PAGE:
10 great films that influenced Quentin Tarantino

Every frame of a Quentin Tarantino movie demonstrates his love for cinema history, but here are 10 films that particularly helped shape the Tarantino universe.

Paul O’Callaghan
Updated:

Uma Thurman and Quentin Tarantino on set for Kill Bill Vol. 1 (2003)

Uma Thurman and Quentin Tarantino on set for Kill Bill Vol. 1 (2003)

Few filmmakers wear their influences on their sleeves as brazenly and defiantly as Quentin Tarantino. In a 1994 interview, in response to accusations that Reservoir Dogs (1992) is a full-blown rip-off of Ringo Lam’s Hong Kong crime film City on Fire (1987), he famously proclaimed: “I steal from every movie ever made… Great artists steal; they don’t do homages.”

In his relentless rummaging through the annals of cinema history, Tarantino often blurs the lines between filmmaker, curator and critic. Each new project is invariably accompanied by excited chatter, much of it from the man himself, about his latest genre obsessions and sources of inspiration. As present-day Hollywood’s most commercially successful and media-savvy auteur, he’s utilised each of his films as a launch pad to reignite mainstream interest in everything from the French new wave (with Pulp Fiction) to 70s Blaxploitation (with Jackie Brown) to Shaw Brothers wuxia films (with Kill Bill). He’s also one of the most passionate high-profile proponents of film criticism as an art form, and regularly cites pioneering New Yorker critic Pauline Kael as one of his cinematic idols.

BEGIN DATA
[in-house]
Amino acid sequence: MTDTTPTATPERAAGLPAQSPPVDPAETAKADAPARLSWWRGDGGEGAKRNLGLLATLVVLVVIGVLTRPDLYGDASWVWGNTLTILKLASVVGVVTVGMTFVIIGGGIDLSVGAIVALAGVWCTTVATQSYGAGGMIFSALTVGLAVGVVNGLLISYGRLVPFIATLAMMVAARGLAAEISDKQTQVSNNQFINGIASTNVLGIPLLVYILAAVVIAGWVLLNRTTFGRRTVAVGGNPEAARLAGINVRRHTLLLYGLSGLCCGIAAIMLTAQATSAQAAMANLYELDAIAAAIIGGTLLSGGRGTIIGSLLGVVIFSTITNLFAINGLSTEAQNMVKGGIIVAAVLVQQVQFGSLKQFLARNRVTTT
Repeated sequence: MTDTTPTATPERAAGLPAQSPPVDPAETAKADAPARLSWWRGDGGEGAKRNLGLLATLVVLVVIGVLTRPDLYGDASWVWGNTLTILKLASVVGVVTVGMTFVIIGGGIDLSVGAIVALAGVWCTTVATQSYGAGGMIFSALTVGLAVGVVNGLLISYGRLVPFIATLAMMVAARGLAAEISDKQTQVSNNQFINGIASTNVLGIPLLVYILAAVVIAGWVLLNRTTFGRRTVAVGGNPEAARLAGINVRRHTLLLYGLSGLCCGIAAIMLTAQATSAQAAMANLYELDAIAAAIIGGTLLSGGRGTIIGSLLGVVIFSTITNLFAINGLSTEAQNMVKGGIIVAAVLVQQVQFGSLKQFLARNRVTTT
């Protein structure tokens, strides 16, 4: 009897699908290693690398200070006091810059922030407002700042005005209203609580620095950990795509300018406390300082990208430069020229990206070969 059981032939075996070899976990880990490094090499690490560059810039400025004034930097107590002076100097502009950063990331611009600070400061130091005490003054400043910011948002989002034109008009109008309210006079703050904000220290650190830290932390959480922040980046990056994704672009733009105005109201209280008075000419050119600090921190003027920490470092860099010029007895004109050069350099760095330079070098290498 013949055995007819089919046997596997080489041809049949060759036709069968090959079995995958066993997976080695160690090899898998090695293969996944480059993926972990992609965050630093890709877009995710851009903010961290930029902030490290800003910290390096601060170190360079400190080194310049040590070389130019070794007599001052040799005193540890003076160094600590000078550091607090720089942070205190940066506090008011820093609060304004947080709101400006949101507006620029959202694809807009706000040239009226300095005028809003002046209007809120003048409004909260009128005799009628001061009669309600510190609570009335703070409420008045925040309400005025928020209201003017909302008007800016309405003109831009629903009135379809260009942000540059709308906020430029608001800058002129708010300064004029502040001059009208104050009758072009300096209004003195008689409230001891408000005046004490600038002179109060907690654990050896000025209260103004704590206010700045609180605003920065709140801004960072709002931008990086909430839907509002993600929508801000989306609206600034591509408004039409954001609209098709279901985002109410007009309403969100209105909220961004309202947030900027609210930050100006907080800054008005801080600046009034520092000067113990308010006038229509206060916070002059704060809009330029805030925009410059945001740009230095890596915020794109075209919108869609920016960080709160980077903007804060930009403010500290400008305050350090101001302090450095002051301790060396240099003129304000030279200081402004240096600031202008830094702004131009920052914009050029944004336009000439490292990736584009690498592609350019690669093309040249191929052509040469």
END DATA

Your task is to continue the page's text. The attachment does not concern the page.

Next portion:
As such, one could spend the next year compiling lists of films that have played a significant role in shaping the magpie-like maverick’s particular brand of cinema, and only begin to scratch the surface of the debt he owes to his forefathers and peers. But without these 10 titles, the mind-bendingly self-reflexive, darkly humorous, wildly violent Tarantino-verse would undoubtedly be a very different place.

To Be or Not to Be (1942)

Director Ernst Lubitsch

To Be or Not to Be (1942)

Tarantino’s high-concept pitch for Inglourious Basterds was to present a WWII-set spaghetti western – “Once upon a Time… in Nazi-occupied France”, as the film’s opening chapter title card puts it. But the pre-release trailer suggested something altogether more playful, with Brad Pitt’s bizarrely affected southern accent, and the presence of Mike Myers (in full-on Austin Powers mode) as an ostentatious British army general.

And so it would transpire that while Inglourious Basterds is indeed indebted to the likes of Sergio Leone, it owes just as much to Ernst Lubitsch’s charmingly audacious screwball comedy To Be or Not to Be. Telling the outlandish tale of a troupe of Polish actors who pose as Gestapo officers in a daring bid to overthrow the Third Reich, the film mounts a subversive assault on Nazism, seeking to undermine its toxic potency through ridicule. It was dismissed as an exercise in bad taste on release and flopped commercially, but in retrospect Lubitsch’s efforts seem positively heroic. Tarantino not only borrows major plot elements from Lubitsch for Inglourious Basterds, he also seems motivated by the same earnest belief in film’s ability to re-write the course of history, having said “In this story, cinema changes the world, and I fucking love that idea!”